Niagara Falls Tours Guide, What to see and do in Niagara – an overview of notable attractions and landmarks
- By Kevin
- On May 27, 2017
- North America
- Travel Tips
Niagara Falls tours guide which about to see and do in Niagara, an overview of notable attractions and landmarks. Niagara lets visitors strike their own balance between high-octane sightseeing and laid-back leisure. In Niagara Falls, the year-round rush of visitors has inspired a bevy of entertainment options in addition to the falls, themselves, from museums to amusement parks. In Niagara-on-the-Lake, the must-see spots are comparatively low-key and largely nestled within a few scenic blocks.
Breath-taking, massive, thunderous: the falls that put Niagara on the map have been paired with endless adjectives, but ultimately require seeing to believe. On weekend evenings, the Illumination of the Falls has cast a colorful glow since 1925. On select nights, fireworks illuminate the falls from above. By day, you can get a birds-eye view of the falls from the SkyWheel or from Skylon Tower, where the Revolving Restaurant offers panoramic tableside views. The Maid of the Mist cruise provides a closer view of the falls, and Journey Behind the Falls offers an unusual perspective.
The Clifton Hill district in Niagara Falls is a wonderland for young visitors and the young-at-heart, with dozens of attractions densely packed into a few blocks. Gawk at the weird and marvellous exhibits at Ripley’s Museum or Louis Tussaud’s Waxworks, or get in some mini-golf amid life-size dinosaurs. The SkyWheel overlooks the area and offers views of the nearby falls from 175 feet in the air. The Canadian Midway boasts 70,000 square feet of arcade and fun-fair style amusements, while Marineland offers a balance of science and showmanship, with daily aquatic shows.
In well under an hour, you can go from the foot of the falls to any one of over 100 Niagara vineyards. Many wineries are clustered around Niagara-on-the-lake, with still more scattered around the scenic Niagara Escarpment, and further west to Grimsby. The region specializes in a range of cool-weather wines, with Cabernet Francs, Chardonnay, Rieslings, Gamays and icewines increasingly gaining international attention. Three seasonal wine festivals are ideal times for a visit: the Icewine Festival in January, the New Vintage Festival in June, and, most impressively, the Niagara Wine Festival in September.
The Shaw Festival
Besides its tidy, quiet charm, Niagara-on-the-Lake is a major hub for theatre for eight months of the year. Since 1962, the Shaw Festival has shown off a range of works from the second largest repertory company in North America. The unifying theme is “plays about the beginning of modernity,” with the sole requirement that all plays performed were written during Shaw’s lifetime (1856-1950). The festival’s broad scope makes for a wide-ranging slate of shows, from George Bernard Shaw’s own works to musical theatre.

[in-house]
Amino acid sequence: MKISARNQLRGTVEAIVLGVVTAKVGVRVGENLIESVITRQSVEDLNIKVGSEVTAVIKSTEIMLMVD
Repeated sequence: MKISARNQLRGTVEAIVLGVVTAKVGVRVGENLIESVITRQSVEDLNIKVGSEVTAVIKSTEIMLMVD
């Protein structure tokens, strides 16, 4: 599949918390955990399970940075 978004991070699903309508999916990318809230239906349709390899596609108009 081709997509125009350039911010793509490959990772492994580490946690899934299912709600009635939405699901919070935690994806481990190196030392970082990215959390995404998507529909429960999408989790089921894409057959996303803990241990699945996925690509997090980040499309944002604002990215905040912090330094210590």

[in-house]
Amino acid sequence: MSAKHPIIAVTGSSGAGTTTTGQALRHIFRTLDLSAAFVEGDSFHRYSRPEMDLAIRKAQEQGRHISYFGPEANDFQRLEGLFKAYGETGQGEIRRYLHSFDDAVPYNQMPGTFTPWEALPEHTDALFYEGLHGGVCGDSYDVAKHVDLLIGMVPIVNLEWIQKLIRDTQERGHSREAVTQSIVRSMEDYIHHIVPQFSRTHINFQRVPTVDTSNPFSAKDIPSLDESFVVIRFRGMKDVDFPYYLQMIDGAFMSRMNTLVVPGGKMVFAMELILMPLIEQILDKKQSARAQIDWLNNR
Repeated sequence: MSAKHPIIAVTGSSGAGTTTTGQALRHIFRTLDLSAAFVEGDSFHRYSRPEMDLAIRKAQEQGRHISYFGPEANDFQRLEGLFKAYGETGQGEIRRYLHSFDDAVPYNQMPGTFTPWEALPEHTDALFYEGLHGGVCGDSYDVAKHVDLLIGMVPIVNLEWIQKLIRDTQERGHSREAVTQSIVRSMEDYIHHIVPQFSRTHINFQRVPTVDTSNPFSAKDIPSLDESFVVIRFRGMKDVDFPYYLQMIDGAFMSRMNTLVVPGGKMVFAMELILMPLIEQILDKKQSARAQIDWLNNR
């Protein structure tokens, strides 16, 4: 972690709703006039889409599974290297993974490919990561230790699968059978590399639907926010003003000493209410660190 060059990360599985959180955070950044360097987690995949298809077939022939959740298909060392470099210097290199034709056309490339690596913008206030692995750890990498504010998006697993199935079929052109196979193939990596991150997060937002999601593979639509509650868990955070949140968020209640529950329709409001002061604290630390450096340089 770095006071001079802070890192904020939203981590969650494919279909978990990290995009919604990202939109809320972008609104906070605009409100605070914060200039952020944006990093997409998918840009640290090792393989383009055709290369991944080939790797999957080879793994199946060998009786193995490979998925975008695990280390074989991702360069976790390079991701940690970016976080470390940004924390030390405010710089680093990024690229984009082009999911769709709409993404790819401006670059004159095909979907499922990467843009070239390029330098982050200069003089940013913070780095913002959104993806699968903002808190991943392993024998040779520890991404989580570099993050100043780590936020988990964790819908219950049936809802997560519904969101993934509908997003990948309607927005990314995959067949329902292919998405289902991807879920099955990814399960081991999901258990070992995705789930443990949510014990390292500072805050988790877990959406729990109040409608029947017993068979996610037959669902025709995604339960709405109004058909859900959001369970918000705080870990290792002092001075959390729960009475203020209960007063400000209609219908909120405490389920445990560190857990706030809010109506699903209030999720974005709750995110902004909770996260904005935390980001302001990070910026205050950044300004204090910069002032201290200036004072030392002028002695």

For quaint atmosphere and good shopping, too, simply stroll the historic centre of Niagara-on-the-Lake, or perhaps ride in a horse-drawn buggy. From Queen Street, you can see the landmark fa?ade of the Prince of Wales hotel, facing lush Simcoe Park. Right across the street, the Niagara Apothecary Museum brims with old-timey curiosities. Within just a few blocks, the Niagara Historical Society and Museum features permanent and changing exhibitions, as well as serving as a departure point for regular walking tours around town. From there, it’s worth letting yourself get a little lost, as well, with numerous historic homes and inns lining the blocks of the downtown core.
While the Niagara area may make an ideal family destination, it also offers plenty of adults-only destinations for romantic escapes or kid-free relaxation. In the evening, head to Casino Niagara or Fallsview Casino for a night of gaming. Both casinos feature multiple restaurants, theatres, and a range of gaming tables as well as crowd-pleasing slot machines. At Fallsview Casino Resort, you can even stay the night, with many of the rooms offering views of the falls. For recuperation after a long night, Niagara’s many spas offer a range of massages and wellness treatments. Choose from White Oaks Resort and Spa in Niagara-on-the-Lake or Senses Spa & Boutique in Niagara Falls, as well as many smaller spas tucked among local inns and boutique resorts.